Like Bay leaves, oregano is more flavourful when used in its dry form, otherwise it’s pungent and also a slightly bitter. Its leaves look like mini mint ones but the sprigs are not dissimilar to thyme’s. Again, it’s a very common herb in Mediterranean cuisine, definitely a Greek and Turkish favourite, not to mention Italy. It works great with lamb, tomatoes, olive oil, kebabs, yoghurt and pizza.
Rosemary is a very powerful herb with a green, tangy and woody smell. To identify it, look for tough woody stems with needles leaves, usually green on top and silver-ish underneath. It’s strong flavor might overpower easily. Its natural complements are: roasted chicken, roasted potatoes, garlic, apricots (especially apricots jam) and game.
Sage is often an underestimated herb in the kitchen. It might be very pungent, minty and musky. To spot it look for softly hairy and pale green leaves. Sage is quite common in the Italian and Balkan cuisine. It’s wonderful when fried with a light batter and goes heavenly with bacon, sausages and pork in general, rabbit, butter, gnocchi and fresh stuffed past, eggs (you should try it in a frittata, the Italian version of an omelette).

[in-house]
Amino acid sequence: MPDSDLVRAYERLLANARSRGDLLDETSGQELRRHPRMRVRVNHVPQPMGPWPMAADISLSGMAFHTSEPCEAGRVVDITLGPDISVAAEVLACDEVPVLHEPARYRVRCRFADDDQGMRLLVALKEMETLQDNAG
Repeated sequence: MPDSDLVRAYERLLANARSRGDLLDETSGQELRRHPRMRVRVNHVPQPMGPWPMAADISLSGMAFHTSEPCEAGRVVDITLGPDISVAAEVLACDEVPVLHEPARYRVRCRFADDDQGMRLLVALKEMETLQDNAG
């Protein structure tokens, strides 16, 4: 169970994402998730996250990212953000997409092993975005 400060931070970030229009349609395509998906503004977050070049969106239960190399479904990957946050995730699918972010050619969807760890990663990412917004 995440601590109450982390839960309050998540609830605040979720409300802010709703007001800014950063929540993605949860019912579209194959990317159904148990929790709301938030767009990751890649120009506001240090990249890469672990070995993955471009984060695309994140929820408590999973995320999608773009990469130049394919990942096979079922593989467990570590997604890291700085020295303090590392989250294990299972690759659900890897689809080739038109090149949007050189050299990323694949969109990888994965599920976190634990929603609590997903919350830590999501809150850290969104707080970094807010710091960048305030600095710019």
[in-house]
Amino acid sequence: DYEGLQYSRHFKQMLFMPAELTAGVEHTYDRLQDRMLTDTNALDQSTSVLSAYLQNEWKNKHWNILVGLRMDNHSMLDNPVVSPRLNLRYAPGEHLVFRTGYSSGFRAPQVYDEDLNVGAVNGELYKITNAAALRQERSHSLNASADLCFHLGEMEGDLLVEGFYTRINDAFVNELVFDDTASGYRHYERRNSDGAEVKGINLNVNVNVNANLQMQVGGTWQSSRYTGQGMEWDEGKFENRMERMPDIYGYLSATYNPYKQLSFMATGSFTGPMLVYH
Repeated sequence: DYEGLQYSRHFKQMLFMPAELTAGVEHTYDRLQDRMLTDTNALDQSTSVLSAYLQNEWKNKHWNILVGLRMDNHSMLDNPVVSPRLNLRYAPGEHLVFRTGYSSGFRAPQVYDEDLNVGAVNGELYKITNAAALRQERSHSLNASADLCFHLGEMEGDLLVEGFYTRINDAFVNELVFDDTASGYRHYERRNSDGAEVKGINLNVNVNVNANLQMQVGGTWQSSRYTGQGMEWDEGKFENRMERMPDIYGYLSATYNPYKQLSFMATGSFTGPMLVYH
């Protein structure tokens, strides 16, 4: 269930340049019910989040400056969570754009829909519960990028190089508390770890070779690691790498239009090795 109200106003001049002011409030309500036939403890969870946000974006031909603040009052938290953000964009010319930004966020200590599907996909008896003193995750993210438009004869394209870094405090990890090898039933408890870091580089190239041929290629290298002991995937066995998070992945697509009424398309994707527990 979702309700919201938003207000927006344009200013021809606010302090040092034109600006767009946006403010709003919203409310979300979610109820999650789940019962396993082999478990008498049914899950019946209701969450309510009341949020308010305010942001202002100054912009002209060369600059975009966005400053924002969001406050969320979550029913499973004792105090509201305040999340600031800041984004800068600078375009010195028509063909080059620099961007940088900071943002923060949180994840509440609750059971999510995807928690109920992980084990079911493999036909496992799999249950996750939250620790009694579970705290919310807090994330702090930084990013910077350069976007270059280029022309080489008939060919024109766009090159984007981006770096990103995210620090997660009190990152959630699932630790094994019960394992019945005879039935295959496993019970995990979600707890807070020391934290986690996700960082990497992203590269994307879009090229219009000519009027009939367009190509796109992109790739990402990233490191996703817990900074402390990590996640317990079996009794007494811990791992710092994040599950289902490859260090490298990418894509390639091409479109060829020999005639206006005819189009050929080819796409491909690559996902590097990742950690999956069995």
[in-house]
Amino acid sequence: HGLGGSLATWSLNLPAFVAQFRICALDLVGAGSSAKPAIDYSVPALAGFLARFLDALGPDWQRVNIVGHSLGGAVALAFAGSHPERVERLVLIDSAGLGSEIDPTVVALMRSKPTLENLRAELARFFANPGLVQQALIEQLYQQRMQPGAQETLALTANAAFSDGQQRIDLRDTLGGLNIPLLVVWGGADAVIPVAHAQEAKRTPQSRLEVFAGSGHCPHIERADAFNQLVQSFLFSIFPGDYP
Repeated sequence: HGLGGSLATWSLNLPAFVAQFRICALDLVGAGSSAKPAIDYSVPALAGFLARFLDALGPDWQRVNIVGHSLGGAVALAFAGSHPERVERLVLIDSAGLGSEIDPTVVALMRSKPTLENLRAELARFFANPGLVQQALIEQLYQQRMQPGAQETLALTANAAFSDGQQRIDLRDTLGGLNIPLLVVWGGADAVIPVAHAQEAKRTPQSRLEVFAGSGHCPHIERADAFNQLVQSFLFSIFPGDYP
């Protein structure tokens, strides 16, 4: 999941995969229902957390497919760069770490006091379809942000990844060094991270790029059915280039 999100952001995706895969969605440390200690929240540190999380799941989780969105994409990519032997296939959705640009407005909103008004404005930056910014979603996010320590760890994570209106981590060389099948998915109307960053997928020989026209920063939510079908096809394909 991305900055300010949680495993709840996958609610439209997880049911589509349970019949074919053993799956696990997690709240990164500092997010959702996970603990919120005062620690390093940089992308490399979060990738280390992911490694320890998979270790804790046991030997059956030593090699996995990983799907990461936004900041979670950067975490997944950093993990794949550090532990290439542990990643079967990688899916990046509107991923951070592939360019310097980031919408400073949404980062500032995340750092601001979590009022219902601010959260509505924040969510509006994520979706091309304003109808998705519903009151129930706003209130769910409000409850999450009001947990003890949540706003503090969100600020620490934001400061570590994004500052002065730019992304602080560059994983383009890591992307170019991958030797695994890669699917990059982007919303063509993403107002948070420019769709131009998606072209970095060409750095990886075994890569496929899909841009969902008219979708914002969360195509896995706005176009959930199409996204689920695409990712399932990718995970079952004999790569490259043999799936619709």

Tarragon is the perfect blend of anise and vanilla, mint and celery. It has soft, long and narrow green leaves with green stems. The best Tarragon variety is the French Tarragon, by far the most aromatic. This herb is ideal to enhance the saltiness of savoury dishes. It’s a perfect match with white fish, mustard, eggs, mushrooms, cream, poultry and vinegar.
Bay is technically a tree but its leaves are treated along the same lines as the other culinary herbs. Its leaves release the best flavour when dried. Bay leaves are a great start for any stock or broth or any slow cooked dish but you should always remember to remove them before serving the dish or the soup since they don’t get any softer during cooking time and might result a bit stodgy.